(l-r) Dom McLennon, Matt Champion, Kevin Abstract, Joba, Bearface and Merlyn Wood in 2019.
In the Brockhouse ... (l-r) Dom McLennon, Matt Champion, Kevin Abstract, Joba, Bearface and Merlyn Wood in 2019. Photograph: Ashlan Grey

One room they ended up in a lot was Abstract’s, often to watch the 2004 teen comedy Mean Girls. “I think it’s an emotional thing,” Abstract says of the film’s importance. Hemnani, meanwhile, shares a realisation he recently had while watching Pixar’s existential classic Inside Out. “That movie really made me appreciate crying,” he muses, before comparing a good weep to resetting your iPhone. “That’s what it does to your brain. It’s a flush.”

It is this unironic emotional vulnerability that early fans connected to on the Saturation trilogy, a white-hot run of albums that culminated in them signing to RCA and scattering into separate homes across LA. The high didn’t last long. In 2018, the band announced original member Vann had been kicked out following allegations of sexual abuse (which he denied). The band retreated to Hawaii to start what would become Iridescence, an album that eschewed the festival-ready choruses in favour of pummelling mood pieces and cluttered emotional splurges. The band took a brief break, before returning with Ginger, a record initially billed as their “summer album” but that still carried the weight of a band coming to terms with sudden success.

Ginger’s press rollout also came with regular mentions of actor Shia LaBeouf, a mentor figure who would often host group therapy sessions at the band’s new creative compound. Do they have any comment to make given recent allegations of sexual battery and assault made against LaBeouf by ex-partner FKA twigs. “I feel like it’s not really our place to speak about the situation,” Abstract says after a brief pause. “But I wish peace and healing to all victims of any type of abuse.” When I ask if they’re still friends, Abstract looks down at the ground. “I don’t want to talk about Shia any more.”

The success of Ginger – No 3 in the US; No 11 in the UK – should have been bolstered by a tour but the pandemic forced them back into the studio. While work had already started on what Abstract calls “a pop album”, things changed “during quarantine [and] we thought we should just do something a little more hard-hitting, a little more raw, more rap-centred”. With more time on their hands, they tried new things; there were extended jam sessions (“We essentially performed the songs before we made them and we’ve never done that before,” laughs Hemnani); producer Jabari was elevated to full-time rapper; while a host of guest vocalists entered the mix (keen to keep it a surprise for fans, they ask that no names or track titles be divulged). The band also lived together again, both in a ranch in Texas and at Abstract’s house. “Here in my living room there were air mattresses spread out and everyone was just sleeping.” He smiles a big toothy grin. “It was like the old days, honestly.”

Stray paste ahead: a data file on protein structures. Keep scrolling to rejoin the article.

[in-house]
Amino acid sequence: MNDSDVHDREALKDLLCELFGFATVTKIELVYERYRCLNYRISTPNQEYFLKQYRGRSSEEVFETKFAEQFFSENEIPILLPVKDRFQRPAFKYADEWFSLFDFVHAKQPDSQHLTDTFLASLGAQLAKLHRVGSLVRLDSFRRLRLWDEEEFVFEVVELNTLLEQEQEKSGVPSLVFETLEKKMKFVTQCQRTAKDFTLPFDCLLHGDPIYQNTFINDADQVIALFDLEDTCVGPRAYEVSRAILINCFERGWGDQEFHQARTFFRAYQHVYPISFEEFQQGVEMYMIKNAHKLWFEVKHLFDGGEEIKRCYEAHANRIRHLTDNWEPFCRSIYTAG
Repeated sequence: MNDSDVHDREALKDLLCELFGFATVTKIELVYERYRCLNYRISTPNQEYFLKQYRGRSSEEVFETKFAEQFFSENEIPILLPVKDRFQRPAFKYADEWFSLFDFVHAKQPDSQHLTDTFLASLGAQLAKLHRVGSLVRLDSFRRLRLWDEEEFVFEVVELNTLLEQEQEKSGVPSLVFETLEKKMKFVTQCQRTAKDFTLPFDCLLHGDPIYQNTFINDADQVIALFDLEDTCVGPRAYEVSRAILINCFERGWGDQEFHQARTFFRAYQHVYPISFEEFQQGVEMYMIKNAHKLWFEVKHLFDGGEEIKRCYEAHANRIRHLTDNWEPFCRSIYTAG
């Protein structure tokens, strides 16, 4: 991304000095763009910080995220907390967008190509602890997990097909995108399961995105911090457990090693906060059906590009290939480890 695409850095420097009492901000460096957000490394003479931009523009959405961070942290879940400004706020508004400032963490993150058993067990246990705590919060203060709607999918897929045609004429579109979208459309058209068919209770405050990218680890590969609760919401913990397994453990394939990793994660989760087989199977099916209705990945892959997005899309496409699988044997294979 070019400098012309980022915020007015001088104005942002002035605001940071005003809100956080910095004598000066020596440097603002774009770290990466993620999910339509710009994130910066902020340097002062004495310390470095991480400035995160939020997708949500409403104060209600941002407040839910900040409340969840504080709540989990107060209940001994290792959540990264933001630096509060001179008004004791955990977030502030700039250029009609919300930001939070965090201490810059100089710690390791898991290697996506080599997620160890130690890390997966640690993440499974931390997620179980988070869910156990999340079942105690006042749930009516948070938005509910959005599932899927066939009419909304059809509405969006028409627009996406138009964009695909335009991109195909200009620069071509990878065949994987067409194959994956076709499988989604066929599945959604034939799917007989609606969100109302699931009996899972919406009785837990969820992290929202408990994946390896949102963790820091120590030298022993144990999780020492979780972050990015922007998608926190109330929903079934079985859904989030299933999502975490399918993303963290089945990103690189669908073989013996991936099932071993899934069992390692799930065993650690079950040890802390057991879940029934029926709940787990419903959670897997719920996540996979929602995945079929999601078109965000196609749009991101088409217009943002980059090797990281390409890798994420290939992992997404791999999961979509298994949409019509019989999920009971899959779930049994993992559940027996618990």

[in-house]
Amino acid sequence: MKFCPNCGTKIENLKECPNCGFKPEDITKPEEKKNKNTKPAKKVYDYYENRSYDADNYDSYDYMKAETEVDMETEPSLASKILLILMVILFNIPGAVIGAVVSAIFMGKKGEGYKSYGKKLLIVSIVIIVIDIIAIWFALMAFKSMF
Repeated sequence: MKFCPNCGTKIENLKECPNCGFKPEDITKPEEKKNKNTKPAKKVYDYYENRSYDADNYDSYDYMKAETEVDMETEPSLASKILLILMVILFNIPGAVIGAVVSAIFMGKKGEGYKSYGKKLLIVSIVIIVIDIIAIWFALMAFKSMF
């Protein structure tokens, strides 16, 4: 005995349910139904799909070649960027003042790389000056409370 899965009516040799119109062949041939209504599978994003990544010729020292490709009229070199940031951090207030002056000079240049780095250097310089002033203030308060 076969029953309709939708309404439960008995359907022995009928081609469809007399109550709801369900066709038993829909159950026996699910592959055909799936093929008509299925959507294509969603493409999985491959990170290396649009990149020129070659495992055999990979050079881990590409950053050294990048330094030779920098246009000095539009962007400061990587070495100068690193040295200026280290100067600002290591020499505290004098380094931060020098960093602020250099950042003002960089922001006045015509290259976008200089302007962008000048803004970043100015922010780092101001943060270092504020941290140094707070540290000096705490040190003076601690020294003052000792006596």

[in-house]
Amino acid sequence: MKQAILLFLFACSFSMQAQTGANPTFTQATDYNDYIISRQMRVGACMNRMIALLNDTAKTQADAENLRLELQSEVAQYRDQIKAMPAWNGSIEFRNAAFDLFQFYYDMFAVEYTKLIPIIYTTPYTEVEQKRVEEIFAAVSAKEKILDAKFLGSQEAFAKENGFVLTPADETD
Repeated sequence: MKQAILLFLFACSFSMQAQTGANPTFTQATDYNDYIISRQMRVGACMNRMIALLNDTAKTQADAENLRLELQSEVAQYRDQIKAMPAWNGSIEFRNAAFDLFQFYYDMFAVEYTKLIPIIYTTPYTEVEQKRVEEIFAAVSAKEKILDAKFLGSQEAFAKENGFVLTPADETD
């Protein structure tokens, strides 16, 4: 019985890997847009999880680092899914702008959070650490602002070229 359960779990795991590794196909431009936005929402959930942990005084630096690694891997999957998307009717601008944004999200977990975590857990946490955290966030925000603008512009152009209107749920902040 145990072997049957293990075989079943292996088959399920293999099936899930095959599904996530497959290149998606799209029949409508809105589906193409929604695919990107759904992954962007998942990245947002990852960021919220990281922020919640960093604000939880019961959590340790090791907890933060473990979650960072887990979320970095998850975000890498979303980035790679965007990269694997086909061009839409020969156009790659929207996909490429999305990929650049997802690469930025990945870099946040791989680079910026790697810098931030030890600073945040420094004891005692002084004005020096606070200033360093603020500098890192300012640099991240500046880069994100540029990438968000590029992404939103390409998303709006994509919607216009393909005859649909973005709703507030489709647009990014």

It was this reaffirming of their friendships that helped when tragedy struck. “I touch on certain things that are very personal on this album,” the chain-smoking Joba says slowly, his body turned to face the light streaming in through a window. “One being my father’s passing through suicide. Even before that, I was struggling with my mental health: depression, hopelessness, just darkness.” He says the pandemic has enabled him to sit with his feelings and “wonder why we’re still alive, and what we’re living for, and what we’re passionate about”. Religion, and its absence, crops up throughout the album. “God is often pondered by everyone and it’s something that I can say with certainty that I’ve found in many different places, and many different ways, and it’s elusive,” he continues. “It’s about stepping … into the light, so to speak. Or stepping into the hope and holding on for dear life.”

Abstract says needing to be there for Joba helped focus the emotional core of the album. “I think [this album] feels heavier than the other ones,” he says. “Maybe because we’re more explicit and it’s not just ‘Brockhampton are sad and we don’t know why.’” As on previous records, he is also aware his lyrics in particular will be under scrutiny. “At first I was like: ‘I don’t know how gay I want my lyrics to be on this album.’ I wanted to show different sides to me. But there’s a lack of representation in general, so I definitely feel like I have to be open with this shit when I’m rapping on songs.”

McLennon takes over, sounding more like your typical boyband member: “We all have an inherent gift to use our voices to galvanise people. Either to be like ‘I can do this too’, or to feel more comfortable in their skin.”

The conversation returns to lockdown, nostalgia and Roadrunner’s more psychedelic moments. “I’ve only listened to the Beatles for the last four months,” Hemnani confesses. “That’s it. They got a lot of albums.” Before we delve deeper into that thundering understatement, we are interrupted suddenly by a swirl of commotion. “Two ducks just landed in the pool,” Abstract says, twisting round and lifting up his laptop so everyone can get a better view. “Can you see that? I didn’t know there were ducks in LA. I’m so confused.”

The band lean forward in unison. “They just chilling,” Abstract smiles.

Brockhampton: Friends. Homies. Rap pioneers – and now budding ornithologists.

Roadrunner: New Light, New Machine is out 9 April


Michael Cragg

The GuardianTramp